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45- www. energy- future. com Industry facts The world's population has doubled in the past 50 years to 6.7 billion and it's expected to reach 9 billion or more by 2050 - a lot more people wanting heat, light and mobility. That's not all: in China and India alone, more than 500 million people will move from a rural to an urban way of life in the next two decades. The world has no experience of industrialisation on this scale. When Europe industrialised, it involved 50- 100 million people moving from a rural to an urban way of life. It was 150- 200 million people in the case of the US. And in Europe and the US, the changes took place over several decades. Energy demand is set to grow - fast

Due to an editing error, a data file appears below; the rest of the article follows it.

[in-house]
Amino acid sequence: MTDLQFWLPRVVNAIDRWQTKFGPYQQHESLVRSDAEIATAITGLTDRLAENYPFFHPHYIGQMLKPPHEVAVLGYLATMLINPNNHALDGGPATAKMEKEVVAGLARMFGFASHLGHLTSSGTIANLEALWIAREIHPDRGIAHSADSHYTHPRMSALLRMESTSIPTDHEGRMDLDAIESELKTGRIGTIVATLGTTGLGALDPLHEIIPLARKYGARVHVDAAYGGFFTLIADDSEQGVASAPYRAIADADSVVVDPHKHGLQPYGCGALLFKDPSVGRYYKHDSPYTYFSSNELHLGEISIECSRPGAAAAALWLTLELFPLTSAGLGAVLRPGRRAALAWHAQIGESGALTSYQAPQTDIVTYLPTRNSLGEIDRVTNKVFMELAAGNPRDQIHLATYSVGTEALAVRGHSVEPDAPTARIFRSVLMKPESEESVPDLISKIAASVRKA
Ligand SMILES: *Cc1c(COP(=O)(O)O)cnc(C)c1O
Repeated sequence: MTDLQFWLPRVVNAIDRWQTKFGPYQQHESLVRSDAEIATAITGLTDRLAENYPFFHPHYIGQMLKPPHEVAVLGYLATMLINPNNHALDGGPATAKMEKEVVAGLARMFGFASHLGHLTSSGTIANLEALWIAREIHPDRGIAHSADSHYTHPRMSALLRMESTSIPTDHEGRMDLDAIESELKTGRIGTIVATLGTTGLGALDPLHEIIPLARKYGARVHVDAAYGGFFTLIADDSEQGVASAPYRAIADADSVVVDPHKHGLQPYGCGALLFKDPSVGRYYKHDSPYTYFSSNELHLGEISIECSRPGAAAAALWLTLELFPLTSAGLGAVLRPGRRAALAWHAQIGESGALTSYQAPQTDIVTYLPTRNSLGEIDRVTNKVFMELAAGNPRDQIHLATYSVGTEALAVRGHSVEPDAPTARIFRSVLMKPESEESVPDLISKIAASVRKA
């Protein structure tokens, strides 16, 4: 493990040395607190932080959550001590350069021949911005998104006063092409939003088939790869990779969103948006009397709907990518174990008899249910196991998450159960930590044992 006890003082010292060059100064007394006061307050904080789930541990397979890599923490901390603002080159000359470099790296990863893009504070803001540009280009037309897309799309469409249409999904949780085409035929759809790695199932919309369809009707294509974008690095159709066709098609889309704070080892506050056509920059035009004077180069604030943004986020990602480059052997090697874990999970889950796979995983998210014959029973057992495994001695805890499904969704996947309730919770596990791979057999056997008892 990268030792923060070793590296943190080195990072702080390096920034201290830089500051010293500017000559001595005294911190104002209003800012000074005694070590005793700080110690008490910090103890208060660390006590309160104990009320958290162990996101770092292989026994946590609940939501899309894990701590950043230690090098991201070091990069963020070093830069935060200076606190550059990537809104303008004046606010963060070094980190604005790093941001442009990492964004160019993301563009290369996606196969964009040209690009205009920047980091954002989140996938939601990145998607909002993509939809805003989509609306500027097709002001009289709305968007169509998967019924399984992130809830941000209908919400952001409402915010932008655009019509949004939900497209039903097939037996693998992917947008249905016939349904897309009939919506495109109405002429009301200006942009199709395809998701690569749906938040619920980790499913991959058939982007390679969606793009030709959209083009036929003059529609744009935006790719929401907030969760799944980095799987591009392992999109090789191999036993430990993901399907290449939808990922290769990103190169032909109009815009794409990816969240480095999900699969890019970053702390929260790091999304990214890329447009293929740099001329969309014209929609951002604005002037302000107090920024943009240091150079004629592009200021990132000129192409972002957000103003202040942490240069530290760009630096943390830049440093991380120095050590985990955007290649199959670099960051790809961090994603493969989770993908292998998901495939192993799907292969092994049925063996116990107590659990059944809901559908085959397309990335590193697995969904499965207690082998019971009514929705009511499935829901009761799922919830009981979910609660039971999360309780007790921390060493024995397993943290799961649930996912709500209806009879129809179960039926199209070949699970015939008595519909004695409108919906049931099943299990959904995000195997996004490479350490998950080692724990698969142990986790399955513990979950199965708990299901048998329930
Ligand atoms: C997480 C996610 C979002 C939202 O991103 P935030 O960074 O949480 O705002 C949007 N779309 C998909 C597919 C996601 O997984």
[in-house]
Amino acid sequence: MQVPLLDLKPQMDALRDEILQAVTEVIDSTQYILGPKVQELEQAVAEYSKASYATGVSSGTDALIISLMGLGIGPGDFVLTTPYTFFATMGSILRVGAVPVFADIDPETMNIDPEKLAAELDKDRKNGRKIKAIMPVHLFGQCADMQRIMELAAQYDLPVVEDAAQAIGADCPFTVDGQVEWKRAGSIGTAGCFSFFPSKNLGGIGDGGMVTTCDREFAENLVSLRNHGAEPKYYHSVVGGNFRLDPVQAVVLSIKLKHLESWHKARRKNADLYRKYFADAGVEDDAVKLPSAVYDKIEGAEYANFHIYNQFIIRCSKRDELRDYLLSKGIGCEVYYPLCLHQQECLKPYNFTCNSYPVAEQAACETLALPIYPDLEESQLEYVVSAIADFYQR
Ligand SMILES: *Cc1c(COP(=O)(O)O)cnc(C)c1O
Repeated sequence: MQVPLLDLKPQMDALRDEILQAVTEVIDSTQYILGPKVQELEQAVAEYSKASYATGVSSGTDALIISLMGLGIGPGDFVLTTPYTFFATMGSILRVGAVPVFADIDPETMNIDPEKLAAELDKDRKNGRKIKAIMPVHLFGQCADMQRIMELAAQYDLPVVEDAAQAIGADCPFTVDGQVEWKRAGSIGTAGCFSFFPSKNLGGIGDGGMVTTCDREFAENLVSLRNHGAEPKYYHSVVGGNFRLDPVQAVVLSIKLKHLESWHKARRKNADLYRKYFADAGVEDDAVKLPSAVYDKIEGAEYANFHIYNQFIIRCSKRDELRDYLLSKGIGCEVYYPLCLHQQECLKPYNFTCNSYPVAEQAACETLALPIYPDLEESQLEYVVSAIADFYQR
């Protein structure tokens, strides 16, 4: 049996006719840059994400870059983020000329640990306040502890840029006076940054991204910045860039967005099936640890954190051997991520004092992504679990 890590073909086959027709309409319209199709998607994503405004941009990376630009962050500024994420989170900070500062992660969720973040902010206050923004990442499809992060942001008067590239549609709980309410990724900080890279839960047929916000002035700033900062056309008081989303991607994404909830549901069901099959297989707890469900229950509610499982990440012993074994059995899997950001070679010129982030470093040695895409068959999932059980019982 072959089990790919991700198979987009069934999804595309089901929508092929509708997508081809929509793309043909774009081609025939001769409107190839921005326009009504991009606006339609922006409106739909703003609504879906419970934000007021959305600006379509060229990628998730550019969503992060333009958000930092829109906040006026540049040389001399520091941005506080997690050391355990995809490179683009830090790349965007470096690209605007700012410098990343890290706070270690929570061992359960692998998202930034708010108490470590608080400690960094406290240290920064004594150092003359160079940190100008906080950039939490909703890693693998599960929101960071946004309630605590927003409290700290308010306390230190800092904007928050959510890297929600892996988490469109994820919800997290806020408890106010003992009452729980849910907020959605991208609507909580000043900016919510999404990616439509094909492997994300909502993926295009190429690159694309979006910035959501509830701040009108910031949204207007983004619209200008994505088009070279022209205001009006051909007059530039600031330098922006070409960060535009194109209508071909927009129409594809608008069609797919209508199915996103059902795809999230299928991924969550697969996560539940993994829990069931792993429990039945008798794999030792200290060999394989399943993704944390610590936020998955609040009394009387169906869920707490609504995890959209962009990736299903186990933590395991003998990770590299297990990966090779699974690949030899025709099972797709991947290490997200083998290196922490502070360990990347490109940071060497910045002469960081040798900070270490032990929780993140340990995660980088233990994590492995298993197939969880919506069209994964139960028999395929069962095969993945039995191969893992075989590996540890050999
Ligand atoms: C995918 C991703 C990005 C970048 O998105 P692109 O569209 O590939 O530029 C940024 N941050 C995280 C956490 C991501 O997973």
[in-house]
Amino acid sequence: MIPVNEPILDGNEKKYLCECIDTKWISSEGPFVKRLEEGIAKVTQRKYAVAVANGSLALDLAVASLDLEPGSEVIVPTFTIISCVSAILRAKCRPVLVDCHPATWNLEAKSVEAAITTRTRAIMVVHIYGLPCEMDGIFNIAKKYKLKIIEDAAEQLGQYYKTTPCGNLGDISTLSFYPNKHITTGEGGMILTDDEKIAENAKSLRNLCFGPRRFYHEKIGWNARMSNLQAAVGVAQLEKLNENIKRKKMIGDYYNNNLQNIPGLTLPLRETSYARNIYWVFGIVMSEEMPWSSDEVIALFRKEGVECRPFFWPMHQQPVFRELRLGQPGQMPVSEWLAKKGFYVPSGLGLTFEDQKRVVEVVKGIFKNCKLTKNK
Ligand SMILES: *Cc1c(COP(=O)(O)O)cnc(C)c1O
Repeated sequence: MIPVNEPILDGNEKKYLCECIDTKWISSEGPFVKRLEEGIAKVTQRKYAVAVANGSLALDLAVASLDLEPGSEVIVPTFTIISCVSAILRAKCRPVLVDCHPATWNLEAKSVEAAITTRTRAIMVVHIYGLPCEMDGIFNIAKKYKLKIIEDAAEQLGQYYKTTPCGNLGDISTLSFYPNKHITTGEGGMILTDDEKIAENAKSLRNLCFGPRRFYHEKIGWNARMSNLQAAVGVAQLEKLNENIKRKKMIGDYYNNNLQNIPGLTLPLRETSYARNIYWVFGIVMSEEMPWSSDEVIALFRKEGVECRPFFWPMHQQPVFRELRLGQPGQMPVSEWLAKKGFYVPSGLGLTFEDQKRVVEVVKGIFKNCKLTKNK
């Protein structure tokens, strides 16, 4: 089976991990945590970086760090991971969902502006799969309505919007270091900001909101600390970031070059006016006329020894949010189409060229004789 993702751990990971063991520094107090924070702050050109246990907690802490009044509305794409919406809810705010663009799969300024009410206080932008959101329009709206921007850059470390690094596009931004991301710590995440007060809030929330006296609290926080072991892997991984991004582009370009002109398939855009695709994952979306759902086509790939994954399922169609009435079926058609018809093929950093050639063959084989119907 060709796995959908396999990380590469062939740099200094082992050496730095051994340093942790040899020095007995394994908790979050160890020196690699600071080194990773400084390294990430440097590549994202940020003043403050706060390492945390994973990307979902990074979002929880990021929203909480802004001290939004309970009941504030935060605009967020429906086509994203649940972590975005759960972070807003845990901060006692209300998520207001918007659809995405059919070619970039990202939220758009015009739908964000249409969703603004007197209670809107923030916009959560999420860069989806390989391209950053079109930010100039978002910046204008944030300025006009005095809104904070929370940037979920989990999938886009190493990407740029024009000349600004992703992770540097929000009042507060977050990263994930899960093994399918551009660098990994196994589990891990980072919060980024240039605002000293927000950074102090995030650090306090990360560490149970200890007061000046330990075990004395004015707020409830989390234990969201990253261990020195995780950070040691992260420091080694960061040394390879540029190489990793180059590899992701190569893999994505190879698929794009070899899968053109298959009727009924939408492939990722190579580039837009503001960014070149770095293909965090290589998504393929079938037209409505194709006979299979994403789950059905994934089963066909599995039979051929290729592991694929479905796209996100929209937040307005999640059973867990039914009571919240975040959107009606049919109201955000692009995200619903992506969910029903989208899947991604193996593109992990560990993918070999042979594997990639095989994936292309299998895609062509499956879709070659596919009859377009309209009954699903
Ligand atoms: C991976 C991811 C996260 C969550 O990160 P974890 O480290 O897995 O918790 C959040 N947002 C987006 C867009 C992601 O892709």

46- www. world- petroleum. org 4.2- A sustainable future was on gas condensates, so- called wet gas, while natural gas, or dry gas, was flared off. The US company overhauled the project, in-stalling processing facilities, compressors and the pipelines required to send gas that previously would have been flared back off-shore for reinjection into the reservoir. The process cut flared gas volumes by more than 90% after it became fully operational in 2005. It also helped maximise the amount of gas available for Marathon's Equatorial Guinea liquefied natural gas project, the first stage of which was completed in 2007. The by- products of hydrocarbons process-ing are also being used through the develop-ment of cogeneration facilities linked to refiner-ies and petrochemicals plants. Cogeneration entails producing power and heat simultane-ously. The excess heat captured from refin-ing or power- generation processes can be used as a substitute for carbon- intensive ac-tivities, by converting it into steam for use by industry or by using it directly to heat nearby houses or business premises. ExxonMobil has taken a lead in this area, building more than 1.5 gigawatts of cogenera-tion capacity in five countries between 2004 and 2009. One of the latest of its cogenera-tion plants came on stream at its refinery in Antwerp, Belgium, in early 2009. By supply-ing heat and steam for industrial processes, in addition to generating 125 megawatts of power, the plant will reduce Belgium's car-bon emissions by around 200,000 tonnes a year, or the equivalent of taking 90,000 cars off the road, the company says. Going green And then, of course, there is direct invest-ment in renewable energy. Many of the big oil companies have diversified their busi-nesses to include renewables. Players such as BP have substantial interests in the solar and wind industries, while most oil compa-nies have invested heavily in biofuels, which can replace or be mixed with gasoline to re-duce carbon emissions from transport. Those investments have, in part, been motivated by government regulations requir-ing biofuels to occupy a minimum share of the fuel mix. Yet despite their environmental promise, biofuels have proved controversial: doubts have been raised about their environ-mental and economic sustainability. When the energy required to cultivate, harvest and transport the crops, and then process them into fuels, is taken into account, there might not always a carbon saving compared with fossil fuels. Also, because the crops often occupy land that might otherwise be used for food crops, there is a risk that cultivat-ing crops to make biofuels could lead to food shortages and food- price inflation. Technology - being developed mainly by energy companies - could provide the an-swer. The industry is researching the devel-opment of biofuels that could theoretically be carbon neutral, cultivated from land un-suitable for food crops and from inedible parts of plants ( see p78 and p114). Success could revolutionise the transport industry. The climate challenge is one to be taken up by all industries and individuals around the world. But expect to see the oil and gas industry playing a lynchpin role. ?? ExxonMobil's cogeneration plant at its Antwerp refinery will reduce Belgium's carbon emissions by the equivalent of taking 90,000 cars off the road